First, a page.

28 SEPTEMBER 1929, Page 26

BLACK JACK HOUSE. By L. Allen Harker. (Murray. 7s. 6d.)—Readers

who appreciate quiet, dignified, old-fashioned charm will enjoy this characteristic novel by Mrs. Harker. The house of the title is one of those pleasant, double-fronted, stone houses in a cathedral town, and its owners, Ben and Ann Haviell, with whom live their niece Mimi and her small daughter Faith, help to sustain gentility, in these hard times, by taking paying guests. It is thus that John Stanley, a vigorous, Americatuzed engineer, comes into Mimi's life. John is engaged upon a big plumbing contract at. Ferminster Hall, the Elizabethan seat which Lord Wroughton has sold to a nouveau riche purchaser. Faith is the illegitimate child of Lord Wroughton's son, who was killed in the War. Mimi herself is as pretty and insipid as her name ; but Faith inherits her father's decisiveness. She takes an instinctive dislike to John, and prOves a constant source of friction between him and Mimi after their marriage. John and -Mimi, -though genuine enough creations, fail to engage our' sympathy of affection. But some of the subsidiary characters are both natural and charming ; and Faith, with her disconcerting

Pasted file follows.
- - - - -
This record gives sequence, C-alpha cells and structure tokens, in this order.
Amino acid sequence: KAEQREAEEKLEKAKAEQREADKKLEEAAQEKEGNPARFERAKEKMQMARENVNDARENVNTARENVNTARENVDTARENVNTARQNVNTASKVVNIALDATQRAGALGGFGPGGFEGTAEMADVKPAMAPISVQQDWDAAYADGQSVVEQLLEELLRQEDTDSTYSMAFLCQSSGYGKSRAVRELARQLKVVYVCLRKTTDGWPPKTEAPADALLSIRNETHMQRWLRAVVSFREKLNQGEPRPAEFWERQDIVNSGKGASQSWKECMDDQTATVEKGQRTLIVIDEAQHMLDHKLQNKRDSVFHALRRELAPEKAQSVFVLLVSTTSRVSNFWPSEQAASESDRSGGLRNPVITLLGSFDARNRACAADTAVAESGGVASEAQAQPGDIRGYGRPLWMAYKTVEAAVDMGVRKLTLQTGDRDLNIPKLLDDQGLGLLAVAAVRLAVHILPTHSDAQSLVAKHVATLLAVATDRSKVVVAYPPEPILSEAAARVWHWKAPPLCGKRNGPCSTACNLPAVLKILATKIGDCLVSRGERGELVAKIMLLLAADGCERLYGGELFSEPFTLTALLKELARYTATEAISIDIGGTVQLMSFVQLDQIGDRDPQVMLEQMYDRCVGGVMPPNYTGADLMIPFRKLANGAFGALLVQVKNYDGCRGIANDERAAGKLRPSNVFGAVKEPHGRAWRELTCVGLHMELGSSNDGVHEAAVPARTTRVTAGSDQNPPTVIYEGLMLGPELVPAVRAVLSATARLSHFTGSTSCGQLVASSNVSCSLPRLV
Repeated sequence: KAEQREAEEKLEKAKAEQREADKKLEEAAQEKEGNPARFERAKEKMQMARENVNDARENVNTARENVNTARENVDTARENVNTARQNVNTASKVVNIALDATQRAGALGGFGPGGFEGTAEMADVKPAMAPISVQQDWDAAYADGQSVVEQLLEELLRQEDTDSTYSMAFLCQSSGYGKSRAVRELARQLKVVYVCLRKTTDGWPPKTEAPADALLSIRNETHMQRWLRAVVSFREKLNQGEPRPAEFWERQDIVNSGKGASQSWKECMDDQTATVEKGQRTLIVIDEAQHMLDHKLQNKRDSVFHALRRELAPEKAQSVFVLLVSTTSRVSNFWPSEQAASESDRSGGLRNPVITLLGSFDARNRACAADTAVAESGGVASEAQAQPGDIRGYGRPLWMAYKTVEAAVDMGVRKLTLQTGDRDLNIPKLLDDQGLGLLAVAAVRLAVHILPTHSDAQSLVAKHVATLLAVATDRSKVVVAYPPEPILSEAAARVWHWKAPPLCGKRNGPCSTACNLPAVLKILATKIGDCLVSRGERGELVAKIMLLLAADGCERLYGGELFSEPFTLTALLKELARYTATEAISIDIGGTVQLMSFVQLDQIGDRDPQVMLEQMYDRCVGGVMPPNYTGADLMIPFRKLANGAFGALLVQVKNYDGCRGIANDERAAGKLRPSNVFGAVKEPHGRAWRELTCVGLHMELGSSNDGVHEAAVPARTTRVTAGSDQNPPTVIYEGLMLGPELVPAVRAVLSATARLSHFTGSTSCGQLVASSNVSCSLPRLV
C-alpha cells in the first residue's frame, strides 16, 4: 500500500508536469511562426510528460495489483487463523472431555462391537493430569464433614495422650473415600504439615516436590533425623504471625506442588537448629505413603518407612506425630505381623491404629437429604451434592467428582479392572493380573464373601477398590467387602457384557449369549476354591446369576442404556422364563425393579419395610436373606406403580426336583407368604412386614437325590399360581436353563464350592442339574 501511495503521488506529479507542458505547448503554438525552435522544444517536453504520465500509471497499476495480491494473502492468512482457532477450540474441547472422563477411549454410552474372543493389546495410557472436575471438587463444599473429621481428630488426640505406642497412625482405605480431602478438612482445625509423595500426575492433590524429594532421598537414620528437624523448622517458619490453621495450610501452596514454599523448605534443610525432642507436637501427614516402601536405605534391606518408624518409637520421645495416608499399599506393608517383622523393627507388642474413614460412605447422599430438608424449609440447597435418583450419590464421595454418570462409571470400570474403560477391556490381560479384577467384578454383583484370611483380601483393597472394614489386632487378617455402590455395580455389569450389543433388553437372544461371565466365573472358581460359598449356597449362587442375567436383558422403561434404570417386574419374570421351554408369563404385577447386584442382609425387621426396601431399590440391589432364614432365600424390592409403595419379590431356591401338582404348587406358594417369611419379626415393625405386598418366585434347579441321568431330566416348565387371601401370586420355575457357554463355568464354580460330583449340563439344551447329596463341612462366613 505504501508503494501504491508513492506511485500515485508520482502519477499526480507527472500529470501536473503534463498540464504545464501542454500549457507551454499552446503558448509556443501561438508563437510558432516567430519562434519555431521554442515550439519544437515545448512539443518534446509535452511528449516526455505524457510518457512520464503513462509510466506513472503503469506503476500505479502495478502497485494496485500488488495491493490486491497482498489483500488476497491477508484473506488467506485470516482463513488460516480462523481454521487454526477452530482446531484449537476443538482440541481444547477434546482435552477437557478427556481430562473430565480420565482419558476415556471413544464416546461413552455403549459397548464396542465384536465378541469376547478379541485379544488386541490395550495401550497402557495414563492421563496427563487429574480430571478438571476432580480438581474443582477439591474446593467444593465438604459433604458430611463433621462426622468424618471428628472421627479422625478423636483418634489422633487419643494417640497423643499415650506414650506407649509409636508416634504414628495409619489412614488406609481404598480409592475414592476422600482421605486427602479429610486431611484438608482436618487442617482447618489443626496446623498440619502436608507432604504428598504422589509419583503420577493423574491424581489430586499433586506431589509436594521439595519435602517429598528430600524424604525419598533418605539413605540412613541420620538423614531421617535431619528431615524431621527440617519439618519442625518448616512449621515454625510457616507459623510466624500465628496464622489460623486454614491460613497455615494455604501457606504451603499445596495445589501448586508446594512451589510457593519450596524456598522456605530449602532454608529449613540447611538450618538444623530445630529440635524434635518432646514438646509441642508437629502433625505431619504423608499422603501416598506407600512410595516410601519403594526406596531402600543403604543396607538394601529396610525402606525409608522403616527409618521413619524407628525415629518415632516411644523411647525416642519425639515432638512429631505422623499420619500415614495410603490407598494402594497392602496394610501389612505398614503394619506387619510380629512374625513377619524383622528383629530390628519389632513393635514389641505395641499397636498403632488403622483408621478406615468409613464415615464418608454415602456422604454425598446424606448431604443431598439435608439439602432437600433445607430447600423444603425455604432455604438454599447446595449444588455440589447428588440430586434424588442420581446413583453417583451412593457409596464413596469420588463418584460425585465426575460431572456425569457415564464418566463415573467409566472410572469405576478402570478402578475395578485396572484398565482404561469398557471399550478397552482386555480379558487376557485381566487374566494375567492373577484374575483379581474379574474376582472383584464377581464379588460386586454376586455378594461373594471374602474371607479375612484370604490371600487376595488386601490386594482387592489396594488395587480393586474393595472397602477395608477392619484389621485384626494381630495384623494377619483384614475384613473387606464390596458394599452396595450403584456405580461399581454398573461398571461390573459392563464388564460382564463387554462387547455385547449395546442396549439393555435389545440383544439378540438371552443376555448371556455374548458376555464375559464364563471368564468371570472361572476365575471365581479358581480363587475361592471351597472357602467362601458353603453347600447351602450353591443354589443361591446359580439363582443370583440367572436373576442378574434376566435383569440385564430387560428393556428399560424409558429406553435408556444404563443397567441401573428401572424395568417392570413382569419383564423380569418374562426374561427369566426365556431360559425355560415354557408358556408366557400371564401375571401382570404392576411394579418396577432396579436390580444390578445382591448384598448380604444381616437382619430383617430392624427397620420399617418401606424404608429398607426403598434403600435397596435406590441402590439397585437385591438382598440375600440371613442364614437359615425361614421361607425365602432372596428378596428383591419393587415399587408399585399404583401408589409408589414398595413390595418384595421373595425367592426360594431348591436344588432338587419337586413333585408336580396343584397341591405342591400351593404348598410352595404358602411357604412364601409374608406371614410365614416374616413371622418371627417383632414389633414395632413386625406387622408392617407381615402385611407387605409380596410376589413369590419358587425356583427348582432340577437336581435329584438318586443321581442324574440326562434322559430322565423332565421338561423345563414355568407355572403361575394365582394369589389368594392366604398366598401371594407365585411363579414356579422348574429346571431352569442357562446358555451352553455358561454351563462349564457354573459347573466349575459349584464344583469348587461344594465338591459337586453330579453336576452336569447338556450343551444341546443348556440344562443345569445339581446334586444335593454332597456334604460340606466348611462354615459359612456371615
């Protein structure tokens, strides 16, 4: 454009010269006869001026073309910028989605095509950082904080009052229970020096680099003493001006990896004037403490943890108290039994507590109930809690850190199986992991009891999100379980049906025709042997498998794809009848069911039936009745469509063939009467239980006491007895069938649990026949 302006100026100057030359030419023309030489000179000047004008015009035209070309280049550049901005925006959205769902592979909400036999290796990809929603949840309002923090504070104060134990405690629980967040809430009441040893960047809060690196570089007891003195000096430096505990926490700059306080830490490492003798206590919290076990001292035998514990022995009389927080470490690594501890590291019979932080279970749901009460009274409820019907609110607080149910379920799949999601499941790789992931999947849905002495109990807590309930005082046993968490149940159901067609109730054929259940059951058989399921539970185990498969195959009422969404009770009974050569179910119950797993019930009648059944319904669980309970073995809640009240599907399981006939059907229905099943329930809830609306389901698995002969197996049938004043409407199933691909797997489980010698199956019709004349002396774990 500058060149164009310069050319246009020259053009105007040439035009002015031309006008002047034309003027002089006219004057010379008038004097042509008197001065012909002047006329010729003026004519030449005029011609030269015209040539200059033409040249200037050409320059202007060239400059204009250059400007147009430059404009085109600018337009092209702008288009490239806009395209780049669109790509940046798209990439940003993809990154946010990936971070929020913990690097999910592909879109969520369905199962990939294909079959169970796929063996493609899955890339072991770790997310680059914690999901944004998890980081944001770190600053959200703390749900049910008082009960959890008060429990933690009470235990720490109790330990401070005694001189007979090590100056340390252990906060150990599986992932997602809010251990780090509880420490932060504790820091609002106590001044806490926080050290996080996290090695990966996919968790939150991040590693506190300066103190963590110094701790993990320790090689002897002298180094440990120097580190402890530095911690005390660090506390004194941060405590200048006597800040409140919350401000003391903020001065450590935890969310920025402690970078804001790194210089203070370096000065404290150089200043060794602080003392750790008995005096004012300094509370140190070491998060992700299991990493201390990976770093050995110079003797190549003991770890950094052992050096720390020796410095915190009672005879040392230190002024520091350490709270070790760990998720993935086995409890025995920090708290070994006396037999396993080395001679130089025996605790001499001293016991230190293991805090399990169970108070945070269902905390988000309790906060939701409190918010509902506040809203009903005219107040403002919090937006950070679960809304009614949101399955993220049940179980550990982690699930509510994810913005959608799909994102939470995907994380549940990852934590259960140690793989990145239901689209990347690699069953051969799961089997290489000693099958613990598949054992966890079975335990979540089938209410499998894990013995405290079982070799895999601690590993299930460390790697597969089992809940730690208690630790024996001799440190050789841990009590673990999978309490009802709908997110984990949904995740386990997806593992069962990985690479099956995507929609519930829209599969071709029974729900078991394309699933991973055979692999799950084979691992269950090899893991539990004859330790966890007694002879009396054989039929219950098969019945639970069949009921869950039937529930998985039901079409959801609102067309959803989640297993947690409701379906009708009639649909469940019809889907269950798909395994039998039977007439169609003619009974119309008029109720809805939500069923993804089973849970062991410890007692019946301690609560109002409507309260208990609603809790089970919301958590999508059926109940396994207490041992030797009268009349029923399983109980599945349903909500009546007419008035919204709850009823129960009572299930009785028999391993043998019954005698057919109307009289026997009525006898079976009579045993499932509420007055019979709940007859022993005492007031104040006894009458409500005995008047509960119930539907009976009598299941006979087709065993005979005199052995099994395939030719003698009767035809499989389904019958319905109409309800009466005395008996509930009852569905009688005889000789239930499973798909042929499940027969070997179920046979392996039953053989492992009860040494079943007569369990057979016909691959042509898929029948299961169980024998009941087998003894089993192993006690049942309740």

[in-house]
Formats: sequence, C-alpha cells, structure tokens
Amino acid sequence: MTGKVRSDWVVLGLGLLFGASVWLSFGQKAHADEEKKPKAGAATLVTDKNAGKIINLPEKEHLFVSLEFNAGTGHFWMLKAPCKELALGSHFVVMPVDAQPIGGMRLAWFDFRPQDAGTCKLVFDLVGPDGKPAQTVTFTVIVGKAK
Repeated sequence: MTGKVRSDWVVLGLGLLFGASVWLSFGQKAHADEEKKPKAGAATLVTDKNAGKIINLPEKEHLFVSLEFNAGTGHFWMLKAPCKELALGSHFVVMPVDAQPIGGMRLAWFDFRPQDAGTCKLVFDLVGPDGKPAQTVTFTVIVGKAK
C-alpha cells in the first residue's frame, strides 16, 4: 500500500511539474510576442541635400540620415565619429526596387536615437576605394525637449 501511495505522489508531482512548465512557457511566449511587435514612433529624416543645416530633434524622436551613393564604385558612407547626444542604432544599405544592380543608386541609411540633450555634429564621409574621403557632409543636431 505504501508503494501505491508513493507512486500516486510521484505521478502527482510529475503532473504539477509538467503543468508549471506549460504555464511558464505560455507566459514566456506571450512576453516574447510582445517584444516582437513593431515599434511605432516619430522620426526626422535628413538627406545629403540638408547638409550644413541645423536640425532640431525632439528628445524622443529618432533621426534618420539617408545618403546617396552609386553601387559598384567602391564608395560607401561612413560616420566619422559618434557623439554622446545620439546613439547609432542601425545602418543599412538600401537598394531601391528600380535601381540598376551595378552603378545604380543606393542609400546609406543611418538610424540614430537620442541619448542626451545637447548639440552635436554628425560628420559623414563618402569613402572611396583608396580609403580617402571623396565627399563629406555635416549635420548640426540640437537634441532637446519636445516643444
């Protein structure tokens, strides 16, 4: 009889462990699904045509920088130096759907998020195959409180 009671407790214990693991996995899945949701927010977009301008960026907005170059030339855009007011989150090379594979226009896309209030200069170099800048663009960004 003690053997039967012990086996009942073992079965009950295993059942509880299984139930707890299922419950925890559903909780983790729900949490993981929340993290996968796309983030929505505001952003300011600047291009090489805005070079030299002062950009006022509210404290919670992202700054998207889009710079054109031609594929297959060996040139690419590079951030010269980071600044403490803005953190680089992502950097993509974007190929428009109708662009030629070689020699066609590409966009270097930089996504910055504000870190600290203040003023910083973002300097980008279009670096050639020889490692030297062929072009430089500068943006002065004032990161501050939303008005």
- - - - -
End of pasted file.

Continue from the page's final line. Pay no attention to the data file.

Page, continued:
frankness, is a delightfully fascinating, yet =sentimentalized, child, whose development we follow with keen interest. _